What are the Different Types of Chromoly Tubing?

Chromoly tubing, renowned for its strength-to-weight ratio, comes in various forms, each tailored for specific applications. From the thin-walled 4130 for aerospace to the heavy-duty 4140 for automotive roll cages, these alloys offer versatility and durability. But how do these types impact performance and cost? Uncover the intricacies that could influence your next project's success. What will you build with chromoly's robust offerings?
Terrie Brockmann
Terrie Brockmann

Chromium-molybdenum steel, or chromoly, is a steel alloy that people occasionally refer to as chrome moly, chrom-moly, or CrMo. Technically, manufacturers identify it as 4130 steel. There are many different types of chromoly tubing, including shapes that are not round. An example of an odd-shaped tubing is the petal-shaped tubing used in the aircraft industry. Some tubing is solid, and other types are hollow, but most people refer to hollow, pipe-like material as tubing.

Originally, the aircraft industry benefited from chromoly tubing because it is very strong for its weight. Eventually, other types of industries, such as race car builders and bicycle manufacturers, began to take advantage of the alloy's tensile strength and light weight. Other industries that incorporated chromoly tubing into their product designs include various types of motor sports companies, such as all-terrain vehicle and dune buggy manufacturers. Other vehicle makers also use the tubing for frames for motorcycles, go karts, and similar vehicles.

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Man with a drill

Some companies offer various shapes and types of chromoly tubing. Tubing rod is solid-filled tubing, round tubing is hollow, and square tubing is generally hollow. Buyers may purchase specialty piping, such as the streamlined petal-shaped tubing used in the aircraft industry. This lightweight type of aerodynamic tubing is very popular with experimental aircraft enthusiasts because of its high-tensile strength. Companies often use chromoly tubing as structural tubing in their products.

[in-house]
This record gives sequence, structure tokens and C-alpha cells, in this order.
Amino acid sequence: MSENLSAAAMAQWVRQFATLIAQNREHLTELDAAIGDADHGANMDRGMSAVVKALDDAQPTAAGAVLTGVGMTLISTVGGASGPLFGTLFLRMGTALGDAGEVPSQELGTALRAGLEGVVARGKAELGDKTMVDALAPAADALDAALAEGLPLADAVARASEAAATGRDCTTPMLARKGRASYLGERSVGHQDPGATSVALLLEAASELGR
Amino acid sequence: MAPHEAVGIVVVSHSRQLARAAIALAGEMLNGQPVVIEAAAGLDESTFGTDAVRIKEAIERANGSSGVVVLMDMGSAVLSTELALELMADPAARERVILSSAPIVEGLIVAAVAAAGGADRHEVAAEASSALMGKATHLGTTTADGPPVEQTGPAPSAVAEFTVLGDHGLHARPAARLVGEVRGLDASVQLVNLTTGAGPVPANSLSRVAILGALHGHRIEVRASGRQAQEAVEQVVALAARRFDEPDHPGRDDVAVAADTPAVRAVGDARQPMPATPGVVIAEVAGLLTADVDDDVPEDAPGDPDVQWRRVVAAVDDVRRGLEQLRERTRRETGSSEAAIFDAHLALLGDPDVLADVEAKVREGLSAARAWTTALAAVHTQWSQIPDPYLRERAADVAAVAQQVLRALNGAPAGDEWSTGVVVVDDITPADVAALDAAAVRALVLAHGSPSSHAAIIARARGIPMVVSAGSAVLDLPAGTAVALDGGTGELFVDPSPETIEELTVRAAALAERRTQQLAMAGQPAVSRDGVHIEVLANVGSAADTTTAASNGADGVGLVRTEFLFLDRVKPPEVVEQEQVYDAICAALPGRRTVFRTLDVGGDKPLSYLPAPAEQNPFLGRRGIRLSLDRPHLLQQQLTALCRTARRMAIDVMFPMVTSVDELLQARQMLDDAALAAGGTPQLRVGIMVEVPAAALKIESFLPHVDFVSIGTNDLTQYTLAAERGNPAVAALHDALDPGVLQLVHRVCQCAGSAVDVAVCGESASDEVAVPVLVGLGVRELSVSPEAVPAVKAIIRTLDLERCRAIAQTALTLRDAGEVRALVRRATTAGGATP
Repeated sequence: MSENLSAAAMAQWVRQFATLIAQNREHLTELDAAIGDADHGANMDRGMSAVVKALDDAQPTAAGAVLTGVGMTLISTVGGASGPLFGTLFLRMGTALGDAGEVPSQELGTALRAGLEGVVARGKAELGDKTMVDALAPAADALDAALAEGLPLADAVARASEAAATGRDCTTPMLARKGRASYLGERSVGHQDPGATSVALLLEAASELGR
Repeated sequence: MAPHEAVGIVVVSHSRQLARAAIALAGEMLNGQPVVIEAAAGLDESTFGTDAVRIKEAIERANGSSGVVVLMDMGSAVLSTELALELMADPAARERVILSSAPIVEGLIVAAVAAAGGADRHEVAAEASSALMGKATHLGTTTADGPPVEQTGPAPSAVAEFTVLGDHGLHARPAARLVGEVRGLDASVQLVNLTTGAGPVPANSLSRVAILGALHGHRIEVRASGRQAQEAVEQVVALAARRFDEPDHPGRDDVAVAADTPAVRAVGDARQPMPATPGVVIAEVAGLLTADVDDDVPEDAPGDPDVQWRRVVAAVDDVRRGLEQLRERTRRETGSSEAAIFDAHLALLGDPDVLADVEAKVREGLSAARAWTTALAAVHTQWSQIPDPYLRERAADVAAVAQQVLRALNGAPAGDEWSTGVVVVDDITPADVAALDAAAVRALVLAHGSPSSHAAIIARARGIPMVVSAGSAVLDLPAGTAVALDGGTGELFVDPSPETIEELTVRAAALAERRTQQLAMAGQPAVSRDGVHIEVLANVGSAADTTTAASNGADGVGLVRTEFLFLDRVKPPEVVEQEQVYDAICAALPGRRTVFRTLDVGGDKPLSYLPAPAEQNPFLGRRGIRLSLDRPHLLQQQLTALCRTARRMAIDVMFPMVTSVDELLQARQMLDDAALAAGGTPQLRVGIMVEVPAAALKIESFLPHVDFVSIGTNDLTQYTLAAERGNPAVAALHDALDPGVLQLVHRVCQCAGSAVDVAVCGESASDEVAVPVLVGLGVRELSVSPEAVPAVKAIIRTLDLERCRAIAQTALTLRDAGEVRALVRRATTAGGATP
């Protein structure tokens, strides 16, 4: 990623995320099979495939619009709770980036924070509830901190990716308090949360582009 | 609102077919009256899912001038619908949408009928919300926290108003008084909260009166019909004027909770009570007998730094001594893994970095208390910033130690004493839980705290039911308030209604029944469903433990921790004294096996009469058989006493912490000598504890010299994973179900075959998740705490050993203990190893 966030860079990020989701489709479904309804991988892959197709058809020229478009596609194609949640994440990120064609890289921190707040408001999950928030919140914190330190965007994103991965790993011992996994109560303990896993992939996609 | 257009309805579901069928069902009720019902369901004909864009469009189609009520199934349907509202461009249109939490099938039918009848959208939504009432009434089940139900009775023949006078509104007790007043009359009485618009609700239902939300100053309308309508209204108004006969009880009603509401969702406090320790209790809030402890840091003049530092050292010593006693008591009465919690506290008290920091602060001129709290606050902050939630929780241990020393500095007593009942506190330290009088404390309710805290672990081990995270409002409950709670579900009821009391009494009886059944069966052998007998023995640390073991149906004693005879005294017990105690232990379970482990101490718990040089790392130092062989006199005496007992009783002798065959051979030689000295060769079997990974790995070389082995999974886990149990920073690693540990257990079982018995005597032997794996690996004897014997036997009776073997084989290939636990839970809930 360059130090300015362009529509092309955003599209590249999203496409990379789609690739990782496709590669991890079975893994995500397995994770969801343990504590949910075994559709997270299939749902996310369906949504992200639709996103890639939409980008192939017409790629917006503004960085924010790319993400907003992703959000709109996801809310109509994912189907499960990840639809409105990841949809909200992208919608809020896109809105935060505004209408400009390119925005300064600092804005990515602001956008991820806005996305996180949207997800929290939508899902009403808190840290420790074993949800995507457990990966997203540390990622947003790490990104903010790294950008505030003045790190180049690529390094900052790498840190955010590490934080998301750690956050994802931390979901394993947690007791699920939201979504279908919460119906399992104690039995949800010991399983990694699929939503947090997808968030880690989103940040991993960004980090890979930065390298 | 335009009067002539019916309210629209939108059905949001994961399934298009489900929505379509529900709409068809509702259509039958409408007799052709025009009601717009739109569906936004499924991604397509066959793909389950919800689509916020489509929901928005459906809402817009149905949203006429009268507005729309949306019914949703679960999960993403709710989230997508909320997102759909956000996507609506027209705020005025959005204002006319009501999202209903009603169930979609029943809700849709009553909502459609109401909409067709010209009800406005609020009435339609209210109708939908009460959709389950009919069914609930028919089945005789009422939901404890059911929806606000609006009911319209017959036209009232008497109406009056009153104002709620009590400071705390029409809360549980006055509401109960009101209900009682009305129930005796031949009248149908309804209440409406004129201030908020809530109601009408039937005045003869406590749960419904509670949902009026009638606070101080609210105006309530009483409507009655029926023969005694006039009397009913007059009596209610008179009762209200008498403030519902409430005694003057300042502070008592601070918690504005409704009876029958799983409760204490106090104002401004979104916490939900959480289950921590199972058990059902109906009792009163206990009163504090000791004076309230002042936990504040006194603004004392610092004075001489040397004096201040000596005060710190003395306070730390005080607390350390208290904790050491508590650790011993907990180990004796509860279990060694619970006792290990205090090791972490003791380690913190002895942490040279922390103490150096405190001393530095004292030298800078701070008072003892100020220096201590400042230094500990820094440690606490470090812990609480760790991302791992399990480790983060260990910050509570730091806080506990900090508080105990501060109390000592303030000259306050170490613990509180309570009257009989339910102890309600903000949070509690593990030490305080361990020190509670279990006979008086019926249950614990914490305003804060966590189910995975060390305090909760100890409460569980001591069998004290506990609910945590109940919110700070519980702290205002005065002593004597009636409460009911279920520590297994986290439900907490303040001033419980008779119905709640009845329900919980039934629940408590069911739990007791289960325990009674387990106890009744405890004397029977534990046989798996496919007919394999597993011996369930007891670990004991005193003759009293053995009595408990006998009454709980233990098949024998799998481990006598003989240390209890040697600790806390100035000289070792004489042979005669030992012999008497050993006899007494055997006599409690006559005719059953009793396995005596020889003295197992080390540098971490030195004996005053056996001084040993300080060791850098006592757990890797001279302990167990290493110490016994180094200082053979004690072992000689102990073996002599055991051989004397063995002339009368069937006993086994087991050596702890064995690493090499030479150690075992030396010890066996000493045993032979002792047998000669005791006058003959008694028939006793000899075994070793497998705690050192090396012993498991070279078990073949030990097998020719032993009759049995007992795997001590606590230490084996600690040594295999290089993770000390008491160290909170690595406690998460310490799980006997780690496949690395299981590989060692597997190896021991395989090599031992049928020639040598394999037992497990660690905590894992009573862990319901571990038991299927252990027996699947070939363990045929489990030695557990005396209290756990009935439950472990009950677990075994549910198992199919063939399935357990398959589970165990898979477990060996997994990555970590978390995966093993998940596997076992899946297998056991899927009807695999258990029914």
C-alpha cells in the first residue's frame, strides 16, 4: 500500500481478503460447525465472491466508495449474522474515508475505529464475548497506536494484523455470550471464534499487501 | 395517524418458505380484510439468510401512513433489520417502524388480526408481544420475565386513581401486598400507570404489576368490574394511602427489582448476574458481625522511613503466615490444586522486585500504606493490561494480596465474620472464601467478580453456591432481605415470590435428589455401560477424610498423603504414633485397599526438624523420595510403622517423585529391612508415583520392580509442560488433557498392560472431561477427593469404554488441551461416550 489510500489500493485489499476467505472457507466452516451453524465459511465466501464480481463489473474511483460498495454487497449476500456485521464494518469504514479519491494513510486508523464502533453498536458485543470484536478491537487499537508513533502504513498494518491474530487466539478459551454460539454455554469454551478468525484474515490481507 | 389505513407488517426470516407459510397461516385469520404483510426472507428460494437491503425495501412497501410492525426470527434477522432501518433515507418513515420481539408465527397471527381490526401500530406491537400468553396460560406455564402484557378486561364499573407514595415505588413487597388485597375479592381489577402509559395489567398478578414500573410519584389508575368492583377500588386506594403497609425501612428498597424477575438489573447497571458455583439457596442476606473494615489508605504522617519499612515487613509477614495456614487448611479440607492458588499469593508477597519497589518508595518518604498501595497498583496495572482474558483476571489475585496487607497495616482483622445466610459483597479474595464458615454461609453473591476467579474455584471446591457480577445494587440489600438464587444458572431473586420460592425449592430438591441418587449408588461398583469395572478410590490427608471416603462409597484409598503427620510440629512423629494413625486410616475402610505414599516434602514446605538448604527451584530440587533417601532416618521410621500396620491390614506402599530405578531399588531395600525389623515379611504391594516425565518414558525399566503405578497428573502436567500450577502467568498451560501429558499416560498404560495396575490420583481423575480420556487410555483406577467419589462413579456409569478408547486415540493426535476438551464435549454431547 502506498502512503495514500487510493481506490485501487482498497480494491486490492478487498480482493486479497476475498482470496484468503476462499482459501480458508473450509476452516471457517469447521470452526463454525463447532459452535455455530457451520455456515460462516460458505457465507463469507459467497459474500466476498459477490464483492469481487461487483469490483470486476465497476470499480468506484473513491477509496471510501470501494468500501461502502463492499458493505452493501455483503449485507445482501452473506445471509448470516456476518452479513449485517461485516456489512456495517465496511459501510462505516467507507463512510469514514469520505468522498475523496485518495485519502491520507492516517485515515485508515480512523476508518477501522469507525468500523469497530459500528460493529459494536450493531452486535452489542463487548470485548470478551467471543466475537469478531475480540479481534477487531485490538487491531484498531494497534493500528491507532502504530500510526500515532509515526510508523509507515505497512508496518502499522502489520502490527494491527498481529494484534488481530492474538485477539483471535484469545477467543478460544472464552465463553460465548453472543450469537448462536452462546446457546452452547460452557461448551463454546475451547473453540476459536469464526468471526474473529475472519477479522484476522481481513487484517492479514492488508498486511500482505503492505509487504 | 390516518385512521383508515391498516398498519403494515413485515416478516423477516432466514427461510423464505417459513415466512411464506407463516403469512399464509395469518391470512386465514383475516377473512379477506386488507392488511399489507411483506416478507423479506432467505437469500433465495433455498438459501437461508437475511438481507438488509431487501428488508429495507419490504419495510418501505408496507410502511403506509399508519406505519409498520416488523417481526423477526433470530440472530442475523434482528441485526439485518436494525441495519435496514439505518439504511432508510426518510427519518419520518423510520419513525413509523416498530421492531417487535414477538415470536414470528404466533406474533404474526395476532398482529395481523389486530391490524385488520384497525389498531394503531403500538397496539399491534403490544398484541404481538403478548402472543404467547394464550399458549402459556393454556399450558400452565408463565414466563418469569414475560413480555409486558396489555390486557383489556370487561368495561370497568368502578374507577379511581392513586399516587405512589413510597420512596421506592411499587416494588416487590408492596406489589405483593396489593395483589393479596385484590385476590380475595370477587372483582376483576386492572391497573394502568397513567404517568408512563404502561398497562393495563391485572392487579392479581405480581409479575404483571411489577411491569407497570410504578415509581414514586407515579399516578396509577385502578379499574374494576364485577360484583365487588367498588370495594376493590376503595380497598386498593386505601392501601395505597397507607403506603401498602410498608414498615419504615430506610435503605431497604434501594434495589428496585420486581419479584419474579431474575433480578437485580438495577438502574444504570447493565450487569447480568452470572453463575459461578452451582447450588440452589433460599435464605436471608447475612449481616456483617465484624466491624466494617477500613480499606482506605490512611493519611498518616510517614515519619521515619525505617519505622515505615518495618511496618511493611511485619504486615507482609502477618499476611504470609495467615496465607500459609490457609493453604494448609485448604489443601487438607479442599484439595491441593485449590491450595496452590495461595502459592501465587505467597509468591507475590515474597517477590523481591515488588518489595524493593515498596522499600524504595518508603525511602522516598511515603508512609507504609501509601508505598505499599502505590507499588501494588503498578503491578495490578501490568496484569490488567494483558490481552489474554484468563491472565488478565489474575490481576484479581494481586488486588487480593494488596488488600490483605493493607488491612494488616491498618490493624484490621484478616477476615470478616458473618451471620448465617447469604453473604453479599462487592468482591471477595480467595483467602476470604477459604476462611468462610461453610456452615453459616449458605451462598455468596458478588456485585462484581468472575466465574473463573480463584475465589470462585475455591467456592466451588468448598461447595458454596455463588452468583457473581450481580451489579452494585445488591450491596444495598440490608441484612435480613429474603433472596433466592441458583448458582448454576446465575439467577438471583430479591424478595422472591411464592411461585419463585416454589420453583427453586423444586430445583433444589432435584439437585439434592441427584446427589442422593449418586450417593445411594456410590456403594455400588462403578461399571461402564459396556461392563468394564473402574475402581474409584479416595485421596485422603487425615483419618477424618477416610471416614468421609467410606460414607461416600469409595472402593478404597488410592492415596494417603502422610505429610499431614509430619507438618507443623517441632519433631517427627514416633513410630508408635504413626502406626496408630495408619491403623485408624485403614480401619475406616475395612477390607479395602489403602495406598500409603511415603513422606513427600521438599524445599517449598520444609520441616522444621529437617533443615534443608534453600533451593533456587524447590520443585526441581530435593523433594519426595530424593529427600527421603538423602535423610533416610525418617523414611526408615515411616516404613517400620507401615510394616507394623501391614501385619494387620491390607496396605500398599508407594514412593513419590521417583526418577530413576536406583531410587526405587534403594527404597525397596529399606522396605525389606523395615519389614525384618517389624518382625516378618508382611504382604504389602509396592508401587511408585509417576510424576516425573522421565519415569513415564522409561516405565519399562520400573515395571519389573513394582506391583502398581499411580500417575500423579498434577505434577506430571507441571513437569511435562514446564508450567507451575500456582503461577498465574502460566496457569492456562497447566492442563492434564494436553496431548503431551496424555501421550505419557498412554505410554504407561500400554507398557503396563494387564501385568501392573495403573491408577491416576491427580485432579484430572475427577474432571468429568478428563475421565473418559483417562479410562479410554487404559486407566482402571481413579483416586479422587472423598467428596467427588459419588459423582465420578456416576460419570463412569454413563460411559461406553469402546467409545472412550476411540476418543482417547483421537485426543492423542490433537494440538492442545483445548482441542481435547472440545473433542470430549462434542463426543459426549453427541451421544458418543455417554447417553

The alloy's structural strength is one reason that competitors use the tubing in the roll cages on their race vehicles. Some regulatory authorities do not approve of chromoly because improper welds may become brittle and crack under stress. For safety purposes, welders need to prepare the metal properly and let the weld cool slowly. If chromoly welds cool too quickly, the weld may break apart under stress, such as rolling during an accident.

Bicyclists typically prefer chromoly tubing frames. Even though the alloy is not as lightweight as some other steel alloys, it has better tensile strength and malleability. The greater strength allows a builder to use thinner tubing, which reduces the weight. Another use for the alloy tubing is to make strong bicycle carrying racks. Off-road bicyclists often need bicycle racks that can withstand the jarring bumps of off-road driving.

Besides chromium, molybdenum, and iron, this alloy also has other elements, such as carbon and manganese. Manganese is an element that metallurgists frequently use to strengthen steel. Other materials include small amounts of phosphorus, sulfur, and silicon. It is typically about 95 percent iron.

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